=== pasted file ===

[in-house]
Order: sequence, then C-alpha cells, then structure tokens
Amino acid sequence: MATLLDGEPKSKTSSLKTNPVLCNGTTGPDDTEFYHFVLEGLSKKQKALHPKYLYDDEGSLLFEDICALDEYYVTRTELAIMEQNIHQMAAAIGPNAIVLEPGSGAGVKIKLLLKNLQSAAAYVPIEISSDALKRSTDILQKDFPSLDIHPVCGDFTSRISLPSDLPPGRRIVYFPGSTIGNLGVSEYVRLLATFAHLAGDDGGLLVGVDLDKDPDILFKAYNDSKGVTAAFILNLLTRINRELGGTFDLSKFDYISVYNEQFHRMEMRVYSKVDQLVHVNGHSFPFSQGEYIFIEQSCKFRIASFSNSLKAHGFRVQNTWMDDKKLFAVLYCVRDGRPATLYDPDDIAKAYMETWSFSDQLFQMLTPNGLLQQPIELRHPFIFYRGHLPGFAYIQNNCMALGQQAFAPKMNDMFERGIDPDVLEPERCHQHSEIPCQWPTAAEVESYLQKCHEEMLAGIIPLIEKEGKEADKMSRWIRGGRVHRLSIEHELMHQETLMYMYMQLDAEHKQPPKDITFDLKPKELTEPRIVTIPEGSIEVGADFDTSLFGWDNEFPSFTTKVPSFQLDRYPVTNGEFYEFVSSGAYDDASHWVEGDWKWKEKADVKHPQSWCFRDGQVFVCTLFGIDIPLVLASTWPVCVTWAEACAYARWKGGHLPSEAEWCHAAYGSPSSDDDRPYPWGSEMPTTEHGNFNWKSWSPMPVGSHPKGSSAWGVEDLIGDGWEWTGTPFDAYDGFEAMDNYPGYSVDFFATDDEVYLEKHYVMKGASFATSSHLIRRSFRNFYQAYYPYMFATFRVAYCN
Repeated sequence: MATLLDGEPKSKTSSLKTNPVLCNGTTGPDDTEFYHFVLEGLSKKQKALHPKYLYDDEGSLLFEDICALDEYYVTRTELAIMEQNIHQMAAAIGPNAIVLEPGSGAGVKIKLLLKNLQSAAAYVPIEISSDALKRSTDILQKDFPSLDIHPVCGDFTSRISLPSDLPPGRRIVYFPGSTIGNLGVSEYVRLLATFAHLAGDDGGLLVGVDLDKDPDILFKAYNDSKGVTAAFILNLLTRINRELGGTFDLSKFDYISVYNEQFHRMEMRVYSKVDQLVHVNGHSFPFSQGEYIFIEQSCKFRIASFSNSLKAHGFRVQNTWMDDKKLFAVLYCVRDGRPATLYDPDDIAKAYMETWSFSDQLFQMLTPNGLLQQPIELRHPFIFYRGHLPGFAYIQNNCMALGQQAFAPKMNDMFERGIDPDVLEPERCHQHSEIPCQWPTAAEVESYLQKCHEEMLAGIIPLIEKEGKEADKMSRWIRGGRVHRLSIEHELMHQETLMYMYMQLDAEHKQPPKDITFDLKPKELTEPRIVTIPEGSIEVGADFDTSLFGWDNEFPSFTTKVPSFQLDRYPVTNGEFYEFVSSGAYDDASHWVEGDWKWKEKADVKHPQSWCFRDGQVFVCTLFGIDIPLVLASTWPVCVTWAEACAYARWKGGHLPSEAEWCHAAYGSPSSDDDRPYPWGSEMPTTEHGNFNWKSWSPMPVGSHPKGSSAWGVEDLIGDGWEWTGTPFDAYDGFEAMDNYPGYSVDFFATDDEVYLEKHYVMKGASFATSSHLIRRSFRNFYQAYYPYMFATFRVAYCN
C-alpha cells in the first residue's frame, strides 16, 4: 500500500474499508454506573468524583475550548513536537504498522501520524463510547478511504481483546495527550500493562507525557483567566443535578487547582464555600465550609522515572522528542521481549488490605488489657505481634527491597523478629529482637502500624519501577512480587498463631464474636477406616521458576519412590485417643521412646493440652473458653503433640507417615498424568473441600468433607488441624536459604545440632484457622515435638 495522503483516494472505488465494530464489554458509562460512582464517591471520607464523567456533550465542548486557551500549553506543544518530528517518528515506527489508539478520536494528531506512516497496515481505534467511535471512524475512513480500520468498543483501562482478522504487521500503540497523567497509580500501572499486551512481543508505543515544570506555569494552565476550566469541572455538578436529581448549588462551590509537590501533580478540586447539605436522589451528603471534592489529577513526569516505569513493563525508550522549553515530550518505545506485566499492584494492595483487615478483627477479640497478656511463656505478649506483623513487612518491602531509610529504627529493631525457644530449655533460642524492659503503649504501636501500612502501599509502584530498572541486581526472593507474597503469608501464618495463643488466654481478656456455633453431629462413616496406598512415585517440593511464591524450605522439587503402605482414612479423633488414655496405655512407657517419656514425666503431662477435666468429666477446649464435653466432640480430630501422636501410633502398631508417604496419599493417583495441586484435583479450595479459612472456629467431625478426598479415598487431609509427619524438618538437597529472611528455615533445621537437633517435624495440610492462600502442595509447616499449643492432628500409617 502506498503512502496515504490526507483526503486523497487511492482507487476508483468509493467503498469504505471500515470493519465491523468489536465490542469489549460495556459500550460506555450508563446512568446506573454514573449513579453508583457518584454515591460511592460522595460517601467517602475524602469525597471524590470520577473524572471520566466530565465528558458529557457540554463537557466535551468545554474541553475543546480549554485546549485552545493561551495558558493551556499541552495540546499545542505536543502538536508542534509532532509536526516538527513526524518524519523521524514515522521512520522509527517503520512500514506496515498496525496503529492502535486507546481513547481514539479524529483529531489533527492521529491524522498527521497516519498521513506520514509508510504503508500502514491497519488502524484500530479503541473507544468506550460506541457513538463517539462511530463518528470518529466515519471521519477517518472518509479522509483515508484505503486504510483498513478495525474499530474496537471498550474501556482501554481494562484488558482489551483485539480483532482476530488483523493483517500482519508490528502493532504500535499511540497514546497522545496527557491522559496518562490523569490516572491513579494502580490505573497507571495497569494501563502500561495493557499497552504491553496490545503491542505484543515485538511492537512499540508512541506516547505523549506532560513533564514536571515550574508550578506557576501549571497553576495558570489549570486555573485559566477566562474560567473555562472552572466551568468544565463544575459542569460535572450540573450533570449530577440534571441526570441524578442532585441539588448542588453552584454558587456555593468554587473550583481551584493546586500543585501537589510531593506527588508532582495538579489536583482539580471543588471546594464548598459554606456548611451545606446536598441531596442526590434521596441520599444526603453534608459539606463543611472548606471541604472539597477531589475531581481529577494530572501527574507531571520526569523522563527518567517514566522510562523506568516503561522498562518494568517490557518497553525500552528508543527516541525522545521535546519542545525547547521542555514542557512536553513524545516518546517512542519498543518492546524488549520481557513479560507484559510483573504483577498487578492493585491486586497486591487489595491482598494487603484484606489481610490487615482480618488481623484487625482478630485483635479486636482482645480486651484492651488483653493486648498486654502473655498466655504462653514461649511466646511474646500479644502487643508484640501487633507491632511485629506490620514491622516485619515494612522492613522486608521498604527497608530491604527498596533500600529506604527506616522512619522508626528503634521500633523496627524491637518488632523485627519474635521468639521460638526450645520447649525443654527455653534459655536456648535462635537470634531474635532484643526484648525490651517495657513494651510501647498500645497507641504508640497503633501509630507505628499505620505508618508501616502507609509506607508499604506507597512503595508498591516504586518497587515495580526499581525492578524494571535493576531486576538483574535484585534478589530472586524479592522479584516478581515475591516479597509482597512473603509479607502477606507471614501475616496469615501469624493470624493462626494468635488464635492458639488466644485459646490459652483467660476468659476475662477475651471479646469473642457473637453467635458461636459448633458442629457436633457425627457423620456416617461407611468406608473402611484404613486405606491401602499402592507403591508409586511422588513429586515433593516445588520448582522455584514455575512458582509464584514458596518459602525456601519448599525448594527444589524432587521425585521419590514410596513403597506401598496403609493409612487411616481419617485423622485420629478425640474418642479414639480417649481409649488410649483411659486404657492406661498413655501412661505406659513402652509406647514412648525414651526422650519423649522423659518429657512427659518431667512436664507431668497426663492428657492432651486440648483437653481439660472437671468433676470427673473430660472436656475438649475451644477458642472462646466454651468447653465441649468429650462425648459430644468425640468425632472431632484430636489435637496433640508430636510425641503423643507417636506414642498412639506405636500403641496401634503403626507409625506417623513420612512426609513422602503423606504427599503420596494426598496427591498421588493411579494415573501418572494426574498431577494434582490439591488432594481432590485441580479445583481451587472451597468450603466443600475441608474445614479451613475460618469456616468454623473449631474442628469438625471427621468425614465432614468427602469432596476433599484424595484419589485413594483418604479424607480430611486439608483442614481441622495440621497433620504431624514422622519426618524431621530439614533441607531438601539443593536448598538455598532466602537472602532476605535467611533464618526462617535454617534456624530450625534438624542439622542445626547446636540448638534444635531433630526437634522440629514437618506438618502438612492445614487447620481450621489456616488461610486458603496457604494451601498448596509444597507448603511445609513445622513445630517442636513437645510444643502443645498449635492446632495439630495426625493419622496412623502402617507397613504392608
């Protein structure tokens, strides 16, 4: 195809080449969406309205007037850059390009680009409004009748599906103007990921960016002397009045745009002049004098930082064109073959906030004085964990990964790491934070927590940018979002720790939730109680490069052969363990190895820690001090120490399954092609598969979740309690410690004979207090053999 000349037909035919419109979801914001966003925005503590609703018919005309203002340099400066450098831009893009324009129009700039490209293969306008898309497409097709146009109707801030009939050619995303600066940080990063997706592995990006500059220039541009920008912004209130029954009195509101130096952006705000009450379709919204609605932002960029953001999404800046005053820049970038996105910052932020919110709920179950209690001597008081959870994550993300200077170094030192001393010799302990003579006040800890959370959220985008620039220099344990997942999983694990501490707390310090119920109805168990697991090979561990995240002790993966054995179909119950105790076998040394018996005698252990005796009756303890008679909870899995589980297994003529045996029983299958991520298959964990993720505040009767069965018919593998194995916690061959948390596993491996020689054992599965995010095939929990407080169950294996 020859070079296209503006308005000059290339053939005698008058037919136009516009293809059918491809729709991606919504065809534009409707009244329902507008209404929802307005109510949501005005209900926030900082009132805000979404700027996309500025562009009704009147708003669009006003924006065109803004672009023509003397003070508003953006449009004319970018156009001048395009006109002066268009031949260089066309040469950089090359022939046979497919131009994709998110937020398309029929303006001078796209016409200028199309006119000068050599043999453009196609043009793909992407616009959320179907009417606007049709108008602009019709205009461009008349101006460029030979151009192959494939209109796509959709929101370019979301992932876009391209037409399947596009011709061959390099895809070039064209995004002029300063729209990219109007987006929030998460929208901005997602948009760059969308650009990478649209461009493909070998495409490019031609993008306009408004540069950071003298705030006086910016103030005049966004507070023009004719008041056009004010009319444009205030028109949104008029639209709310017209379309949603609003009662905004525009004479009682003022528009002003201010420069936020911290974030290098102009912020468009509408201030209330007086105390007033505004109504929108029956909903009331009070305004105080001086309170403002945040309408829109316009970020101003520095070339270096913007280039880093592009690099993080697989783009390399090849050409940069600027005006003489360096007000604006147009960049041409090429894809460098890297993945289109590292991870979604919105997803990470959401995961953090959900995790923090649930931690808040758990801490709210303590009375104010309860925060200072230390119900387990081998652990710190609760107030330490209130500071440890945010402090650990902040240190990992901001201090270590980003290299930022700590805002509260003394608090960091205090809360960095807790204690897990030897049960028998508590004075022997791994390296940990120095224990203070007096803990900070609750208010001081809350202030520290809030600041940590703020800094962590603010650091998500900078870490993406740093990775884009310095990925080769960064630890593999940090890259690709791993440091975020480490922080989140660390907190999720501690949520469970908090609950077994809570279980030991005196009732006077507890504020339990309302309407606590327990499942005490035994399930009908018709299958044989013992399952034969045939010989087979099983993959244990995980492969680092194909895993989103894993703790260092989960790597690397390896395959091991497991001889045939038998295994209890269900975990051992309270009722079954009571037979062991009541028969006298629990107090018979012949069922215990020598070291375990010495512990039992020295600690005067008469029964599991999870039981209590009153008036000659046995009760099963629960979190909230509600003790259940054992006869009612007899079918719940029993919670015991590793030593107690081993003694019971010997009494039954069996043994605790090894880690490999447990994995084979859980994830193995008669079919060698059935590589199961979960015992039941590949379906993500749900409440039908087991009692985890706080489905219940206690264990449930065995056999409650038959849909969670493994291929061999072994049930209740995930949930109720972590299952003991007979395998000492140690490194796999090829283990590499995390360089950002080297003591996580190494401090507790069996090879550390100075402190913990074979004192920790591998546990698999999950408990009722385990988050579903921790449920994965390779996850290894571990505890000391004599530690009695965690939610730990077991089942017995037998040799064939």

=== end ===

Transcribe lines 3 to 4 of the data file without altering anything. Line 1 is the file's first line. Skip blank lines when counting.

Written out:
Amino acid sequence: MATLLDGEPKSKTSSLKTNPVLCNGTTGPDDTEFYHFVLEGLSKKQKALHPKYLYDDEGSLLFEDICALDEYYVTRTELAIMEQNIHQMAAAIGPNAIVLEPGSGAGVKIKLLLKNLQSAAAYVPIEISSDALKRSTDILQKDFPSLDIHPVCGDFTSRISLPSDLPPGRRIVYFPGSTIGNLGVSEYVRLLATFAHLAGDDGGLLVGVDLDKDPDILFKAYNDSKGVTAAFILNLLTRINRELGGTFDLSKFDYISVYNEQFHRMEMRVYSKVDQLVHVNGHSFPFSQGEYIFIEQSCKFRIASFSNSLKAHGFRVQNTWMDDKKLFAVLYCVRDGRPATLYDPDDIAKAYMETWSFSDQLFQMLTPNGLLQQPIELRHPFIFYRGHLPGFAYIQNNCMALGQQAFAPKMNDMFERGIDPDVLEPERCHQHSEIPCQWPTAAEVESYLQKCHEEMLAGIIPLIEKEGKEADKMSRWIRGGRVHRLSIEHELMHQETLMYMYMQLDAEHKQPPKDITFDLKPKELTEPRIVTIPEGSIEVGADFDTSLFGWDNEFPSFTTKVPSFQLDRYPVTNGEFYEFVSSGAYDDASHWVEGDWKWKEKADVKHPQSWCFRDGQVFVCTLFGIDIPLVLASTWPVCVTWAEACAYARWKGGHLPSEAEWCHAAYGSPSSDDDRPYPWGSEMPTTEHGNFNWKSWSPMPVGSHPKGSSAWGVEDLIGDGWEWTGTPFDAYDGFEAMDNYPGYSVDFFATDDEVYLEKHYVMKGASFATSSHLIRRSFRNFYQAYYPYMFATFRVAYCN
Repeated sequence: MATLLDGEPKSKTSSLKTNPVLCNGTTGPDDTEFYHFVLEGLSKKQKALHPKYLYDDEGSLLFEDICALDEYYVTRTELAIMEQNIHQMAAAIGPNAIVLEPGSGAGVKIKLLLKNLQSAAAYVPIEISSDALKRSTDILQKDFPSLDIHPVCGDFTSRISLPSDLPPGRRIVYFPGSTIGNLGVSEYVRLLATFAHLAGDDGGLLVGVDLDKDPDILFKAYNDSKGVTAAFILNLLTRINRELGGTFDLSKFDYISVYNEQFHRMEMRVYSKVDQLVHVNGHSFPFSQGEYIFIEQSCKFRIASFSNSLKAHGFRVQNTWMDDKKLFAVLYCVRDGRPATLYDPDDIAKAYMETWSFSDQLFQMLTPNGLLQQPIELRHPFIFYRGHLPGFAYIQNNCMALGQQAFAPKMNDMFERGIDPDVLEPERCHQHSEIPCQWPTAAEVESYLQKCHEEMLAGIIPLIEKEGKEADKMSRWIRGGRVHRLSIEHELMHQETLMYMYMQLDAEHKQPPKDITFDLKPKELTEPRIVTIPEGSIEVGADFDTSLFGWDNEFPSFTTKVPSFQLDRYPVTNGEFYEFVSSGAYDDASHWVEGDWKWKEKADVKHPQSWCFRDGQVFVCTLFGIDIPLVLASTWPVCVTWAEACAYARWKGGHLPSEAEWCHAAYGSPSSDDDRPYPWGSEMPTTEHGNFNWKSWSPMPVGSHPKGSSAWGVEDLIGDGWEWTGTPFDAYDGFEAMDNYPGYSVDFFATDDEVYLEKHYVMKGASFATSSHLIRRSFRNFYQAYYPYMFATFRVAYCN